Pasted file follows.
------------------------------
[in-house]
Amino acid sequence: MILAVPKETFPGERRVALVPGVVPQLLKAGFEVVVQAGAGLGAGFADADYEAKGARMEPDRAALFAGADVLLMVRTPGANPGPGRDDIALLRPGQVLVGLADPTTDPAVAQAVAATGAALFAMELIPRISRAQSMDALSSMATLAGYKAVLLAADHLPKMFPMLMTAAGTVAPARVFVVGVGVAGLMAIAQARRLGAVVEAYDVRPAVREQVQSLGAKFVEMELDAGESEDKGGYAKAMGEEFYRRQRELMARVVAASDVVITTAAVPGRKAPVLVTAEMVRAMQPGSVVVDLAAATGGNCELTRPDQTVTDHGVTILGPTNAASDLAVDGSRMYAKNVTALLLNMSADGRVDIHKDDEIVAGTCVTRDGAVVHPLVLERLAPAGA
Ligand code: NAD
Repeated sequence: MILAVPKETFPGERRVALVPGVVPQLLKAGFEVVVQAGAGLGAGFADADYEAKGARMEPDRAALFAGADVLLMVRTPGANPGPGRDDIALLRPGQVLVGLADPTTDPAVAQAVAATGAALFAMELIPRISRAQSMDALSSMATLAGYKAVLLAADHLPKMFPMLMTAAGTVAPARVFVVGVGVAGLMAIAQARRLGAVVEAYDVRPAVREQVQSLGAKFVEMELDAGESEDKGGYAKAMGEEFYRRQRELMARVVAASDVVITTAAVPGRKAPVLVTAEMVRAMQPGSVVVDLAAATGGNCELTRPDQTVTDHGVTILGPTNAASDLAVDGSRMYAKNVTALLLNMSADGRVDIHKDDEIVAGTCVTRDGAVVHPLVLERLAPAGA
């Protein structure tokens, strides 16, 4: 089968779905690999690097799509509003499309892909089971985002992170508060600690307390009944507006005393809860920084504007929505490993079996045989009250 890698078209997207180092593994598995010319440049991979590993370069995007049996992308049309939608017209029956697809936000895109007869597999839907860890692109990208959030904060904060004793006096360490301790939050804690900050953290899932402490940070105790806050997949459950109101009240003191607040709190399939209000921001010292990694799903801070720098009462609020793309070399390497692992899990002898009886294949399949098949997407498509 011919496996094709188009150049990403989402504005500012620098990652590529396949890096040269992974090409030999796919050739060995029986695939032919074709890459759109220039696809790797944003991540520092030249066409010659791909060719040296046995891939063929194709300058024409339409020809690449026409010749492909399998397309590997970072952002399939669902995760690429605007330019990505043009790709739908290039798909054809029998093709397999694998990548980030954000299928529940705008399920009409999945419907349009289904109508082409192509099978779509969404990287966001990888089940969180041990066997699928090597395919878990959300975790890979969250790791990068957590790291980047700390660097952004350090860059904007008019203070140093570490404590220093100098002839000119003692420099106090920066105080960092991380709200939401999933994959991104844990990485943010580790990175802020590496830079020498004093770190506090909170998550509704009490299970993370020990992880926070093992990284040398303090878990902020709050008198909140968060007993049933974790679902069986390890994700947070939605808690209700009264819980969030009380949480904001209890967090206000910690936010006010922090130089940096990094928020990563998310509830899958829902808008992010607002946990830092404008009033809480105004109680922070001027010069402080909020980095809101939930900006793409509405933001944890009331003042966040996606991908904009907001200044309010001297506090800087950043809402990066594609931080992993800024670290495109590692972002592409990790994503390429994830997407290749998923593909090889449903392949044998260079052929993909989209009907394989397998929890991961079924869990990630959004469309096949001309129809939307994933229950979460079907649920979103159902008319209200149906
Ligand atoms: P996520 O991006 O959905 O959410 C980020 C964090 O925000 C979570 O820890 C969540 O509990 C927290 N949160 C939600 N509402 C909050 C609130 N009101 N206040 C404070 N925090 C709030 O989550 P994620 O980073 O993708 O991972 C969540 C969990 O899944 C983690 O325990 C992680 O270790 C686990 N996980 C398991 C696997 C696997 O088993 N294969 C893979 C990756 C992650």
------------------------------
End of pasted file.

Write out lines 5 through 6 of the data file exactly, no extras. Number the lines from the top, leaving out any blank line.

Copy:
């Protein structure tokens, strides 16, 4: 089968779905690999690097799509509003499309892909089971985002992170508060600690307390009944507006005393809860920084504007929505490993079996045989009250 890698078209997207180092593994598995010319440049991979590993370069995007049996992308049309939608017209029956697809936000895109007869597999839907860890692109990208959030904060904060004793006096360490301790939050804690900050953290899932402490940070105790806050997949459950109101009240003191607040709190399939209000921001010292990694799903801070720098009462609020793309070399390497692992899990002898009886294949399949098949997407498509 011919496996094709188009150049990403989402504005500012620098990652590529396949890096040269992974090409030999796919050739060995029986695939032919074709890459759109220039696809790797944003991540520092030249066409010659791909060719040296046995891939063929194709300058024409339409020809690449026409010749492909399998397309590997970072952002399939669902995760690429605007330019990505043009790709739908290039798909054809029998093709397999694998990548980030954000299928529940705008399920009409999945419907349009289904109508082409192509099978779509969404990287966001990888089940969180041990066997699928090597395919878990959300975790890979969250790791990068957590790291980047700390660097952004350090860059904007008019203070140093570490404590220093100098002839000119003692420099106090920066105080960092991380709200939401999933994959991104844990990485943010580790990175802020590496830079020498004093770190506090909170998550509704009490299970993370020990992880926070093992990284040398303090878990902020709050008198909140968060007993049933974790679902069986390890994700947070939605808690209700009264819980969030009380949480904001209890967090206000910690936010006010922090130089940096990094928020990563998310509830899958829902808008992010607002946990830092404008009033809480105004109680922070001027010069402080909020980095809101939930900006793409509405933001944890009331003042966040996606991908904009907001200044309010001297506090800087950043809402990066594609931080992993800024670290495109590692972002592409990790994503390429994830997407290749998923593909090889449903392949044998260079052929993909989209009907394989397998929890991961079924869990990630959004469309096949001309129809939307994933229950979460079907649920979103159902008319209200149906
Ligand atoms: P996520 O991006 O959905 O959410 C980020 C964090 O925000 C979570 O820890 C969540 O509990 C927290 N949160 C939600 N509402 C909050 C609130 N009101 N206040 C404070 N925090 C709030 O989550 P994620 O980073 O993708 O991972 C969540 C969990 O899944 C983690 O325990 C992680 O270790 C686990 N996980 C398991 C696997 C696997 O088993 N294969 C893979 C990756 C992650």